Making Tortilla, Salvador

Special Collections > Keystone Slides
tiff scanned file from original glass slide
Salvador (säl´ vå-dr) is about the size of New Jersey. With the exception of the Canal Zone, it is the smallest division of Central America; and it is the smallest nation in the Western Hemisphere (hm´ -sfr). It is the only one of the Central American republics that does not touch both oceans. The country is rectangular in shape, with its southwestern face resting on the Pacific. The country is densely peopled. On an average, more than 150 people live on each square mile of its territory. Most of them are Indians or half-breeds. They are a happy people, and progressive. You see here a native women at one of the common tasks. She is making corn cakes, or tortillas (tr-tl´ yä) as they are called. The word "tortillas" means "little tart". The corn is first parboiled, and then crushed with a stone rolling pin on a stone table. The pasty substance thus formed is made into cakes and baked. The chief products of Salvador are gathered from its fields and forests. They are coffee, sugar, indigo, rubber, and balsam of Peru. The country exports yearly about 25,000,000 pounds of coffee. The balsam of Peru does not grow in Peru at all, but is found only in Salvador. The balsam is made from the sap of a tree, and is used in drugs to help heal wounds. Next to the plant crops in value stand the minerals. Gold, silver, copper, and lead are found. Salvador is a volcanic country and has frequent earthquakes. The most interesting volcano is Izalco. In 1770 the earth opened on a farm. Fire, smoke, and lava burst forth. The mountain is now 6,000 feet high, and every 10 or 20 minutes emits smoke and cinders. At night it lights up the sky far out at sea. It is therefore called "The Lighthouse of Salvador". Which direction is Salvador from Panama? Keystone ID: 12860 Note: All titles, descriptions, and location coordinates are from the original Keystone Slide documentation as supplied by the Keystone View Company. No text has been edited or changed.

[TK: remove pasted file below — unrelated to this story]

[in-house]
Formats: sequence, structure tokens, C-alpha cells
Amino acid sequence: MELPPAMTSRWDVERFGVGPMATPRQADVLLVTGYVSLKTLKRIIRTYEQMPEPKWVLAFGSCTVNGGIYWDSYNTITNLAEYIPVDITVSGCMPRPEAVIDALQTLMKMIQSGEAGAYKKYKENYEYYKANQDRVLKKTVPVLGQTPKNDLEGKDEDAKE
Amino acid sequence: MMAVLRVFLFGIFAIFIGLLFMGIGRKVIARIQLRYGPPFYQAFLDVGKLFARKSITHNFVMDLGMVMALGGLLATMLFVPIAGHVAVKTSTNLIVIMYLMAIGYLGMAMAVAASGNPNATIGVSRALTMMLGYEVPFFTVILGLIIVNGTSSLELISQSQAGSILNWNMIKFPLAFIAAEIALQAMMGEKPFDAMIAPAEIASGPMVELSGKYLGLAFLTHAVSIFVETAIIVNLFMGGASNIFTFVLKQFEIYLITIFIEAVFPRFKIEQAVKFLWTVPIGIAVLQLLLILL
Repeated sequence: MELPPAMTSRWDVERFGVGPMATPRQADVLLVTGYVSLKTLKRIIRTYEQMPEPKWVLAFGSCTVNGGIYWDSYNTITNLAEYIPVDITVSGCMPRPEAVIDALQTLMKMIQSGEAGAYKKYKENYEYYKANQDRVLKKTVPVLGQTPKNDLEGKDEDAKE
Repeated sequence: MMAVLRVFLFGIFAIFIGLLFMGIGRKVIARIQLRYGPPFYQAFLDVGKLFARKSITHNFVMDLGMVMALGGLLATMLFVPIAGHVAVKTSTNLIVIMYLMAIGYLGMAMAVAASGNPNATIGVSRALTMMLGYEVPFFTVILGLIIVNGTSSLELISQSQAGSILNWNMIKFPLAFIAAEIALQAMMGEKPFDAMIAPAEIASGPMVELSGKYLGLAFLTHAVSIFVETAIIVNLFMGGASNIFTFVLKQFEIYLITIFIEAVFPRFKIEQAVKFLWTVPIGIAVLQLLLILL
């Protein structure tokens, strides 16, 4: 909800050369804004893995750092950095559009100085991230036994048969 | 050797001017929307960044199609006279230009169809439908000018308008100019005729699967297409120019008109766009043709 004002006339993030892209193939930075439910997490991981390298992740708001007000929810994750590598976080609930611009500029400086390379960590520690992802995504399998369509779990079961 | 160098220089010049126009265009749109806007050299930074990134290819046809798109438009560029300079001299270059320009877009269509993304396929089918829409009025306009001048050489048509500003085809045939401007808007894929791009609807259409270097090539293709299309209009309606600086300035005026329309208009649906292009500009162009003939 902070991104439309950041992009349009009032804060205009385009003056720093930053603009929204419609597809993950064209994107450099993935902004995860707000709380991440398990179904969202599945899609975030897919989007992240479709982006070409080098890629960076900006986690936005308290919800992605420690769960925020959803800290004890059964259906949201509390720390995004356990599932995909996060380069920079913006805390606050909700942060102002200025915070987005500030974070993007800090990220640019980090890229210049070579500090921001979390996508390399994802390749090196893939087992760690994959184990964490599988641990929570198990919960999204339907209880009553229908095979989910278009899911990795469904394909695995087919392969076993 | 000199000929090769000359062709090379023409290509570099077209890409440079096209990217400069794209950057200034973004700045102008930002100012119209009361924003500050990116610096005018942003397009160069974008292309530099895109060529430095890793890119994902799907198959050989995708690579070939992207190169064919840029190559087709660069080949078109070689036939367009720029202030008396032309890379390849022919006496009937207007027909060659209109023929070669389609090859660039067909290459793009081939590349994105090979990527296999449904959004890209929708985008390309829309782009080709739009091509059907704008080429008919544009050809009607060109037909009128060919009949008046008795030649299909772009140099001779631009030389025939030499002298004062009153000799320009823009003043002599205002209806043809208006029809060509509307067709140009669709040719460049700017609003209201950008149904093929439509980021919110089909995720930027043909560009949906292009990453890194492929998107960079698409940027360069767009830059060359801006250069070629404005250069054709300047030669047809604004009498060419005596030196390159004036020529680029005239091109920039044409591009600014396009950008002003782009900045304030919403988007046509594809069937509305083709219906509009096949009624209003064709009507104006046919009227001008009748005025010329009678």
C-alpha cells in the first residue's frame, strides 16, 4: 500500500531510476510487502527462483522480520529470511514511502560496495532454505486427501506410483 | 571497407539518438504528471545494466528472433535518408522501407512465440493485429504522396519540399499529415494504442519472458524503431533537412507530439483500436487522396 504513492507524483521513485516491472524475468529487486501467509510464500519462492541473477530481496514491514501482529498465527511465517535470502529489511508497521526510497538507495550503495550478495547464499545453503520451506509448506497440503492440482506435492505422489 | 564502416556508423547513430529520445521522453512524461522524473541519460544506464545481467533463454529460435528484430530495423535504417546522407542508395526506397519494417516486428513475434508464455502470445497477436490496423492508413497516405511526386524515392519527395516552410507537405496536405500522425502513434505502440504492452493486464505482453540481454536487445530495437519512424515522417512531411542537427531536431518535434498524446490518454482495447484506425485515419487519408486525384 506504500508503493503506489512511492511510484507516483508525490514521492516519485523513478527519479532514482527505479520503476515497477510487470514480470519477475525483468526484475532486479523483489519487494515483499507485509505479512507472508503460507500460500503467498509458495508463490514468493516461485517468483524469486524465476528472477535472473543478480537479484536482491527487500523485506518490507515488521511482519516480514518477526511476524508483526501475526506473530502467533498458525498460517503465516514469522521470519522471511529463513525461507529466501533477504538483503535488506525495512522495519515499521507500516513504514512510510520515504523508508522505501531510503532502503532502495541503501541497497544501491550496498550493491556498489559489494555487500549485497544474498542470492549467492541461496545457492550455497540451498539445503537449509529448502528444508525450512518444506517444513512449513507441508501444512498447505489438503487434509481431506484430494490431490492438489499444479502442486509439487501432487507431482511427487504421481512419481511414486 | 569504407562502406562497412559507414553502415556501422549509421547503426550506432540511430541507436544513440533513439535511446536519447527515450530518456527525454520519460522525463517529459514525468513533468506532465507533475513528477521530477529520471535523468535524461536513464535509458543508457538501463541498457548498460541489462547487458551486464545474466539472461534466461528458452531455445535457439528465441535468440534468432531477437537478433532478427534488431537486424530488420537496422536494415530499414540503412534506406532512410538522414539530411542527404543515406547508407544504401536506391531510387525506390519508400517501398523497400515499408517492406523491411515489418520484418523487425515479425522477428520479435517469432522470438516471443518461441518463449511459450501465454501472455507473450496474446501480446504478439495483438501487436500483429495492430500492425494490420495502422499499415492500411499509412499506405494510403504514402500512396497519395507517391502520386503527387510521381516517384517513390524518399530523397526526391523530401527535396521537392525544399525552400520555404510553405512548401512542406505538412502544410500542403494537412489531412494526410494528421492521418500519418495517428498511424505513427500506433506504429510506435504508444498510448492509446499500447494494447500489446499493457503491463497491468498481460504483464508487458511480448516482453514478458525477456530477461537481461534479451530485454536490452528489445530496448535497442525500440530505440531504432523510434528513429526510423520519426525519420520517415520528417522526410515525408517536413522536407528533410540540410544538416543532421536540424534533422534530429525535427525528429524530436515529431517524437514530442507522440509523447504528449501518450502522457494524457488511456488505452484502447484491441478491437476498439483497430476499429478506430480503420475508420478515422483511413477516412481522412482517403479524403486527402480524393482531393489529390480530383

Copyright by the Keystone View Company. The original slides are housed in McConnell Library's Special Collections.